When asked how many of these interns get absorbed into the job, Lakshmanan admits that it isn’t much. “Last year, we absorbed two Singapore interns there. However, it isn’t frequent. I would say international internships are not more than 10 in a year. If we take on 500 interns in total, out of these, about 10 are international interns.” He reasons that because of their internship in India, the value of those students in their country rises. They become highly sought after. Singaporean, Malaysian, European or German nationals after their intern with L&T become prized candidates in their campuses. There is also one other reason Lakshmanan isn’t too keen to hire them as regular employees. “For instance, if I have to offer jobs to German nationals in their country after they intern with us, there is a minimum wage requirement that I have to follow. I may have to pay them, say, €50000. I may not be willing to pay that much for a fresher. I may get somebody for much lesser. To do the job of one German, I can hire three people in India for much less, and that too from IIM or second-tier IIT.”
“George Washington College has sent a request to start internships, since now students can do internships from anywhere. If everything works out, we will have a few international interns this year as well.”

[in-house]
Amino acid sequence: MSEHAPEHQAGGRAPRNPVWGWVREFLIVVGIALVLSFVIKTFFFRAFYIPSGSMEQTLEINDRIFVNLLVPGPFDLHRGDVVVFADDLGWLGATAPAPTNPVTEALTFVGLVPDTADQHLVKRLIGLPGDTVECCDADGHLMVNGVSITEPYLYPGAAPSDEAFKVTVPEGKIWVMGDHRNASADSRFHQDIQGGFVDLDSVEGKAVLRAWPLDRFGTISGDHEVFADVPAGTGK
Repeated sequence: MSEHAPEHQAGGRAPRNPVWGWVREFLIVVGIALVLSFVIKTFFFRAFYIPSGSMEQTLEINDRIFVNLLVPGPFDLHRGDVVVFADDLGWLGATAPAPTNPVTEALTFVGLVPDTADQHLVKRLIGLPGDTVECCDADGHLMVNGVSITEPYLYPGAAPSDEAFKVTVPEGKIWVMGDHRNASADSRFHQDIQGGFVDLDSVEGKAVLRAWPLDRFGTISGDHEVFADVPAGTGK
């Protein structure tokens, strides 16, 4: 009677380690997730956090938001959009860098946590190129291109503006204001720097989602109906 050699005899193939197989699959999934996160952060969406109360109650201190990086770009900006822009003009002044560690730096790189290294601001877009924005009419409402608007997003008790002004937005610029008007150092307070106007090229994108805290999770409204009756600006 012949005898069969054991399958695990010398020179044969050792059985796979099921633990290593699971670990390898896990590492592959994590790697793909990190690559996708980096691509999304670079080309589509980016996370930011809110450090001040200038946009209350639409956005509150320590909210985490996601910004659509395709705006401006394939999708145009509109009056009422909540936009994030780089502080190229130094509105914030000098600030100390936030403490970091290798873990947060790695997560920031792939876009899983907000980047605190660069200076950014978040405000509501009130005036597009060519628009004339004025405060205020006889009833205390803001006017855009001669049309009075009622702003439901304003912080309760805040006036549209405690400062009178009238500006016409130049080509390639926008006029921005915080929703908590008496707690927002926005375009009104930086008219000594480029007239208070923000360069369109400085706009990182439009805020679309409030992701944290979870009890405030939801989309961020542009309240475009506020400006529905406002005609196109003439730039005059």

US’ loss could be India’s gain
When we talk about international internships, another aspect that needs to be considered is the laws of the country. Unmesh Pawar, partner, head – people, performance & culture, KPMG India, points out that this will be a very good time for Indian organisations to hire students who have studied in premium institutes in the US. “Organisations in the US have become a bit selective about sponsoring visas of non-residents or non-locals. Therefore, if you have Indians interning there, the chances for a work visa will become a bit challenging. This is creating a newer possibility and opportunity for corporate India to actually benefit from international internships. These very students, who are perhaps studying in some of the premium international colleges, are now available to them, which wouldn’t have happened in the past.”
“If the idea is to expose the student to corporate life, culture and values, that is not fulfilled through remote or virutal internships.”
Explaining further, Pawar says, “Right now, we all believe that the potential for the Indian economy to grow is high. Early green shoots are already showing. In India, opportunities for those who have international education and much more diverse experience are huge. They can come back to India and pursue a successful career. I feel it works for both the organisations and the students. It works for the organisations because they benefit from international interns. It is a good opportunity for students as well because some of them are struggling to find sponsorships for jobs in the international market.” He does agree that mobility is no longer a restriction, as people can work from anywhere. However, an internship cannot be successfully done virtually. While COVID-19 has shifted internships to the remote mode, he does not see this becoming a trend.
It is quite clear that while HR experts favour international internships in a big way, the virtual scheme of things is just a by-product of the pandemic, which has forced people to stay home and be online for everything. Organisations are, therefore, waiting for normalcy to be restored, before hiring interns.